Fla has a broad standard on public information and while I undertand their concerns, why should this case be an exception? The whole public outrage was about wanting a thorough investigation and a trial.
May. 31, 2012
No private evidence in Zimmerman trial
The Miami Herald Editorial
Florida’s public records law, one of the strongest in the country, guarantees public access to evidence in criminal trials. Yet every time a headline-making criminal case pops up, attorneys routinely attempt to suppress information by asking for a “protective order” to keep the evidence under wraps and courts routinely turn them back. Seminole County Circuit Court Judge Kenneth Lester should follow suit in the case of George Zimmerman.
Mr. Zimmerman is accused of second-degree murder in the shooting death of Miami Gardens teen Trayvon Martin in a case that has unleashed a thousand pundits. Because of the racial elements, it has drawn more attention than any comparable case since the trial of O.J. Simpson. Both the defendant and the victim have been the targets of character assassination and wildly false or misleading information.
Courts have an obligation to take extra care to preserve the defendant’s right to fair trial in such instances. But that does not mean that Florida’s tradition of openness and decades of court rulings upholding the provisions of the public records law covering criminal cases should be ignored.
Unusually, in the Zimmerman case, prosecutors and defense attorneys have joined together to ask the court to keep much of the evidence under protective seal. The court denied an earlier motion to keep the entire record sealed, but that has not deterred attorneys from trying to accomplish much the same end in a more selective motion of breath-taking scope.
The motion filed last week by Assistant State Attorney Bernardo de la Rionda asked Judge Lester to suppress a wealth of evidence subject to public disclosure.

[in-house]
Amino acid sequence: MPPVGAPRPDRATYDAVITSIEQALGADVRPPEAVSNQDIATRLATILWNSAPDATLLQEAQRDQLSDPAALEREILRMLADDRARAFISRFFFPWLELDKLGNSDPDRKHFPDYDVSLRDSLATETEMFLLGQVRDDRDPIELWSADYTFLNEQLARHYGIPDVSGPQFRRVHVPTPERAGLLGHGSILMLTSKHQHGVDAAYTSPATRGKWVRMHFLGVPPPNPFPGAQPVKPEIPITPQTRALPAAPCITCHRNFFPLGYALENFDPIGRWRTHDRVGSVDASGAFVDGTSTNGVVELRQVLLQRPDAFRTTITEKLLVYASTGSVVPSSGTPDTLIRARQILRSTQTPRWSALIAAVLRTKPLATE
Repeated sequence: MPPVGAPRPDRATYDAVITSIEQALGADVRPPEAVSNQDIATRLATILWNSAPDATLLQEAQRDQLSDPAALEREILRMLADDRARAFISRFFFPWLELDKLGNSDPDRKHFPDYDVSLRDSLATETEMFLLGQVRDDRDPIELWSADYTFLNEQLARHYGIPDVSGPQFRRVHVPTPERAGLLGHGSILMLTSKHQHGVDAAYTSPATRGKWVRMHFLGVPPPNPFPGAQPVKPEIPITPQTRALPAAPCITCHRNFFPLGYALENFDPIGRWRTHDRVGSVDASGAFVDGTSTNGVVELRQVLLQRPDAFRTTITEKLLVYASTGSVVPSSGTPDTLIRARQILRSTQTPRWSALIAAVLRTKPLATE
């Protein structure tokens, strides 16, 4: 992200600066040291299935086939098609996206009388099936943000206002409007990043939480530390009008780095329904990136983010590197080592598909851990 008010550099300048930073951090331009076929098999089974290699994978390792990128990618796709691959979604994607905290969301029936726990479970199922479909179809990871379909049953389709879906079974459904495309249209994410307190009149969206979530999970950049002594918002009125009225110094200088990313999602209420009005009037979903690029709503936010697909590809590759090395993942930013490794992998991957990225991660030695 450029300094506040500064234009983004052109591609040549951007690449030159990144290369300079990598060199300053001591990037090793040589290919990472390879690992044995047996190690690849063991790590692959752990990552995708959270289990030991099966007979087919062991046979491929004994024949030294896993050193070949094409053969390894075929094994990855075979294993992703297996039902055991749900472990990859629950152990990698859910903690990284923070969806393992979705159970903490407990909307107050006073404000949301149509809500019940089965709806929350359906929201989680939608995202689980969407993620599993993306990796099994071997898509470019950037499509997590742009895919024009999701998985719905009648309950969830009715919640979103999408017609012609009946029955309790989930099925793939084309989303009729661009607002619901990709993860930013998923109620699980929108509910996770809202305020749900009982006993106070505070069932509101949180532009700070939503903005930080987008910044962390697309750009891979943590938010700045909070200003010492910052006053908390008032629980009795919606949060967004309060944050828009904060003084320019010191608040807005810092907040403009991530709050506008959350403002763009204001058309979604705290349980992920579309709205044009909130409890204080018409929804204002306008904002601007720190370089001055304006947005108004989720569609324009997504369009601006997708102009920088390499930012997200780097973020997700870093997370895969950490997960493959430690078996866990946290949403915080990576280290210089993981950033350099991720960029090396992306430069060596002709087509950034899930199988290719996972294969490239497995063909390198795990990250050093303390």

It encompasses the names, addresses and phone numbers of 22 witnesses, crime scene photos and autopsy photos and any others showing the victim’s body, the 911 call that captured the shooting (already widely available on the Internet), Mr. Zimmerman’s statements to police, and cell phone records. (News media organizations have agreed not to take possession of autopsy photographs, but they seek the court’s acknowledgement that such photographs are not exempt in criminal cases.)
Defense attorney Mark O’Mara said disclosure would “adversely affect the proper administration of justice in this case, and may make it impossible to find an appropriate jury unaffected by thisinformation.” If that were the case, however, courts would routinely uphold such requests, but Florida case law requires courts to give greater weight to the right of public disclosure except in limited circumstances.
None of the requested exclusions would qualify as exemptions. Confessions are exempt, for example, but Mr. Zimmerman has not confessed to any guilt in this instance. Instead, the prosecution is seeking to exclude statements that are “contradictory and inconsistent with the physical elements and statements of witnesses; or statements that could be used against him.” Attorneys for the news media rightly said this “far exceeds what the law permits to be treated as a confession.”
Courts in this state have declared that Florida’s Public Records Act is “construed liberally in favor of openness.” Too often, attorneys choose to ignore this rule in pleading for exemptions.
Judge Lester, who has scheduled a hearing for Friday, should take extra care to ensure that along with preserving the defendant’s right to a fair trial he also preserves the right of public access to public records, including evidence in the Zimmerman case.
Read more here: http://www.miamiherald.com/2012/05/3...#storylink=cpy